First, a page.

Why Colin Kaepernick's protest has had surprising effect on America
1:36 | NFL
Why Colin Kaepernick's protest has had surprising effect on America
Tuesday September 27th, 2016

It may be premature, though only by a week or two, to declare this a lost season for the 49ers. It is not too soon, however, to state that Colin Kaepernick, the team’s backup quarterback, has won.

The guy who’s been injured and ineffective for the better part of two years, who seems less and less likely to get so much as a sniff of another championship, has secured his legacy. Whether he starts another game, or plays another NFL season, Kaepernick is now destined to be remembered by many as a champion of civil rights, a principled, if not always eloquent, advocate for justice in the black community.

The question is now, how big will he win? On Sunday, over 40 NFL players joined his protest, by kneeling or raising their fists—more than double the number from the previous week. After an inauspicious rollout, No. 7 has refined his message, correcting the misperception that he meant any disrespect to the military. He’s found vast support beyond the NFL, from Twitter—check out #VeteransForKaepernick—to college and high school football, to the WNBA and the National Women’s Soccer League. Howard University cheerleaders have kneeled in protest, as have members of a marching band performing at a recent Oakland A’s game. Last Wednesday, Golden State Warriors coach Steve Kerr cited the value of the national conversation Kaepernick has sparked, then went further.

“No matter what side of the spectrum you’re on, I hope that everyone’s disgusted by what’s going on around the country,” said Kerr, referring to two recent shootings of black men, one in Tulsa, another in Charlotte.

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Kaepernick has been praised and reviled, although many of the criticisms leveled against him have been knee-jerk, poorly reasoned, racist, and/or all of the above. Congressman Steve King, R-Iowa, long a reliable voice for the foaming-at-the-mouth wing of his party, described Kaepernick's silent protests as “sympathetic to ISIS.”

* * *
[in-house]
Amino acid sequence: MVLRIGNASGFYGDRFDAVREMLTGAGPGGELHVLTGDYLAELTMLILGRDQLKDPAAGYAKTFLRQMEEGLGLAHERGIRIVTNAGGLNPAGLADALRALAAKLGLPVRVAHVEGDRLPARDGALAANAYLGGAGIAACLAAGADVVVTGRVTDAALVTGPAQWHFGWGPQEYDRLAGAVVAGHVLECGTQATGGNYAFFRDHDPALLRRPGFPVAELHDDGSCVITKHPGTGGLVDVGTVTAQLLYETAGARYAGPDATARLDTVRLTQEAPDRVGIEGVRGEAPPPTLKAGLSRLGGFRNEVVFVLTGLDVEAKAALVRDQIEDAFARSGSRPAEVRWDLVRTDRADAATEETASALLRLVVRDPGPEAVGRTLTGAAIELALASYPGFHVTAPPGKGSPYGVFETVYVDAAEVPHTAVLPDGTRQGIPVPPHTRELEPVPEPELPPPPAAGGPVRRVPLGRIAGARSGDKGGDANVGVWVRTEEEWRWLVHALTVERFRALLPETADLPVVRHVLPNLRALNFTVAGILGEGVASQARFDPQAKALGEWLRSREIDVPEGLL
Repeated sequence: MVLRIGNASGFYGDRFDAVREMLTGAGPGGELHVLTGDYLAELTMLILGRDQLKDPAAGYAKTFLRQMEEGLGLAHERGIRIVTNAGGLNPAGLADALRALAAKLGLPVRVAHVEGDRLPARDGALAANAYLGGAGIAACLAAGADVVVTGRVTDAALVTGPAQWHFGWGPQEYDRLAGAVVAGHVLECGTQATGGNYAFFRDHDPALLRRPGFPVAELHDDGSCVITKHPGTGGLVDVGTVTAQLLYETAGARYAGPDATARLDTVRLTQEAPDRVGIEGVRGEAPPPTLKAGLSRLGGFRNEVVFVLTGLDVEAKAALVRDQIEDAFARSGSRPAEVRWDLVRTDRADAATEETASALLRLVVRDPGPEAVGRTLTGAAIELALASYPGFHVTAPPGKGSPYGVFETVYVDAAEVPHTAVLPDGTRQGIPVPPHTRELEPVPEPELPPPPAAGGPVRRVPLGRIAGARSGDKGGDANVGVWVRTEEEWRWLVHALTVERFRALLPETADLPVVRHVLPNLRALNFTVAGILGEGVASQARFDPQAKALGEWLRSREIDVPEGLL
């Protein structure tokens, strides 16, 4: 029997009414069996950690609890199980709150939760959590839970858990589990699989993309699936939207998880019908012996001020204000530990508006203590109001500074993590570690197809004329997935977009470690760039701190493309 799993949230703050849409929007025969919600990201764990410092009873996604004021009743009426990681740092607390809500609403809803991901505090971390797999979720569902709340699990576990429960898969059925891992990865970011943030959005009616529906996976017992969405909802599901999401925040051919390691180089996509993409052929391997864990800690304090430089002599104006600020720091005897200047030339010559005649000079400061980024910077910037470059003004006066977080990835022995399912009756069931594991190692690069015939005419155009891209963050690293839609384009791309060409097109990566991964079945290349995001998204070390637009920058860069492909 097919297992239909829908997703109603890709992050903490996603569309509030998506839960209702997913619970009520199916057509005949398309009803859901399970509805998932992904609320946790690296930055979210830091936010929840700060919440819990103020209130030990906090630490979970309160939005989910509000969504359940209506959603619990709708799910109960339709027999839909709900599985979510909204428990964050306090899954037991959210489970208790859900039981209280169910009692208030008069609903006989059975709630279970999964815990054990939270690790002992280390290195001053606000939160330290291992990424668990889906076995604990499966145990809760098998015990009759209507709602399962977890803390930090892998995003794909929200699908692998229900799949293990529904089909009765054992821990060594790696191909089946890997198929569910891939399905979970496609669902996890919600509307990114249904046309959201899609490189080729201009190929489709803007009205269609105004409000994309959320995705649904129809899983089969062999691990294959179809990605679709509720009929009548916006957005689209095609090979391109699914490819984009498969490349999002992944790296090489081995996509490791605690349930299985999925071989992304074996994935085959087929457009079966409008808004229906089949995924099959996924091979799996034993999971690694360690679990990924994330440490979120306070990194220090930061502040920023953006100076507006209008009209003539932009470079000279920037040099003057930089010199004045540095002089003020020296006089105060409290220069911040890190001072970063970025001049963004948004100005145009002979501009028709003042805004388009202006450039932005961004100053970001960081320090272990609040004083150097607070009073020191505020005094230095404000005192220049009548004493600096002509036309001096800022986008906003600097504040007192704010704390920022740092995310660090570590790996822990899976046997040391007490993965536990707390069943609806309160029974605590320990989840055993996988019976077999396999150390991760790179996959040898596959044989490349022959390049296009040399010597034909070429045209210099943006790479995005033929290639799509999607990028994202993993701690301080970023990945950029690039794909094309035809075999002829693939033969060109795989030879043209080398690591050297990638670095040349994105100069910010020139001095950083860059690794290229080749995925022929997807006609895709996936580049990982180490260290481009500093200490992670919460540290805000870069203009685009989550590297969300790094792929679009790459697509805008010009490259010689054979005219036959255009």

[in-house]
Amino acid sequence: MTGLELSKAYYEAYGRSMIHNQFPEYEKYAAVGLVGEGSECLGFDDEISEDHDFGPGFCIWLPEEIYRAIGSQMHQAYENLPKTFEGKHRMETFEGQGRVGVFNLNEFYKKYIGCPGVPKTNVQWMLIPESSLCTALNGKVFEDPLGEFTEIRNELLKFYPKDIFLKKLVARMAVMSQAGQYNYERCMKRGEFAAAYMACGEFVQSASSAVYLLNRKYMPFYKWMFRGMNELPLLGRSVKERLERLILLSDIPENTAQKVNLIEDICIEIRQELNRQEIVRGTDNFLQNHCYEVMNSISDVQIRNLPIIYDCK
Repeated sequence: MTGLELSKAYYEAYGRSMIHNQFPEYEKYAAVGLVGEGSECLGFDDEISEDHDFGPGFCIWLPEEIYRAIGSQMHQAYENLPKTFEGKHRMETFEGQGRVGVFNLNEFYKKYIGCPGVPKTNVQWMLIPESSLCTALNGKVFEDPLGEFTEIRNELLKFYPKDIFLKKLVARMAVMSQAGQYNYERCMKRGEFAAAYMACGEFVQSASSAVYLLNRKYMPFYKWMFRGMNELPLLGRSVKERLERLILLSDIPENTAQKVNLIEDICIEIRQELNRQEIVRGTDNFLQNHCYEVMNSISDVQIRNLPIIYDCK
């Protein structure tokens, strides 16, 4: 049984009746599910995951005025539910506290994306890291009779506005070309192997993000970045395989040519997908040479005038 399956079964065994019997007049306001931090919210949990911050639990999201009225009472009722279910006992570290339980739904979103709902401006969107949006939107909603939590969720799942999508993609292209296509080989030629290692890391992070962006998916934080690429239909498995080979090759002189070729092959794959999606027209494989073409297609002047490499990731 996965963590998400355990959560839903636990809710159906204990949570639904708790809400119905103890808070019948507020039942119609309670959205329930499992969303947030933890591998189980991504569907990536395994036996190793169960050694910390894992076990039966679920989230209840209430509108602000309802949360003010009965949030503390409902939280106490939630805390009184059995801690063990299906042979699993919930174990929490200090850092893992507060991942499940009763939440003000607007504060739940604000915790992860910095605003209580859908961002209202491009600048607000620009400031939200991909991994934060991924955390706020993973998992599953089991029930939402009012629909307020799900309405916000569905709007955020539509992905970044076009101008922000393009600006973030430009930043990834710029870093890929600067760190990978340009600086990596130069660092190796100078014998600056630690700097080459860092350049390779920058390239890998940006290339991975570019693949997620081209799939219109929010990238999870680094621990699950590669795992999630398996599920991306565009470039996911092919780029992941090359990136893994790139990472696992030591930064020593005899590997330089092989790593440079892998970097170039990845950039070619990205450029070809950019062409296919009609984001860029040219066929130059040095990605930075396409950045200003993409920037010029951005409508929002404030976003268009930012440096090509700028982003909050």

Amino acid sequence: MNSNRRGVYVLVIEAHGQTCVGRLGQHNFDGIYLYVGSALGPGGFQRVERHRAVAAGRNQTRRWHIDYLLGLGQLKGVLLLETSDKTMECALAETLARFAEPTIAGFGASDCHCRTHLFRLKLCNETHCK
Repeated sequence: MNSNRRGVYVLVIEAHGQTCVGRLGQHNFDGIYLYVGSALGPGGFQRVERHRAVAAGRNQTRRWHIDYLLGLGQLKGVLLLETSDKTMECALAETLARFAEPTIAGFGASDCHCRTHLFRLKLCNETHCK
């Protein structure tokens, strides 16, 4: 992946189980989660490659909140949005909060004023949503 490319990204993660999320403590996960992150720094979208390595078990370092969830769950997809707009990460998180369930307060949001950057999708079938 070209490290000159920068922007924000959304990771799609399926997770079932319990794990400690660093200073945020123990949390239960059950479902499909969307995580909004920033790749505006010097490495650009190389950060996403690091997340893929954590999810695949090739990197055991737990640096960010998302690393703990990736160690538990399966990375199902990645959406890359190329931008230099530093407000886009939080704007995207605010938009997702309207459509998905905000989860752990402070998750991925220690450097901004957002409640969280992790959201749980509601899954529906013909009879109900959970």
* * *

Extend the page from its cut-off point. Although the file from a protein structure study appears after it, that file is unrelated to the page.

Less offensive, but wrongheaded nonetheless, was ESPN analyst Trent Dilfer’s implication that Kaepernick, “as a backup quarterback whose job is to be quiet and sit in the shadows and get the starter ready,” wouldn’t be staging these protests, and generating these discussions, if he just knew his place. Kap’s kneeldowns, Dilfer continued, have “torn at the fabric of the team.”

Really, Trent? Because by all accounts, the 49ers emerged from a late August players-only meeting—held to give Kaepernick the chance to explain his protest, and for his teammates to sound off—more united than before.  

The following Thursday night, at the Niners’ preseason finale in San Diego, Kaepernick was joined in his protest by teammate Eric Reid. The same evening, Seahawks cornerback Jeremy Lane showed solidarity with them. The movement swelled with the start of the regular season, and has kept on growing. While it’s never disappeared, the initial outrage provoked by No. 7's protests (He’s dissing veterans! He’s  making $12 million and he’s complaining! He’s adopted and his parents are white!) has been shouldered aside by important conversations people are having about the actual issue Kaepernick was raising. For Kap, that's a win.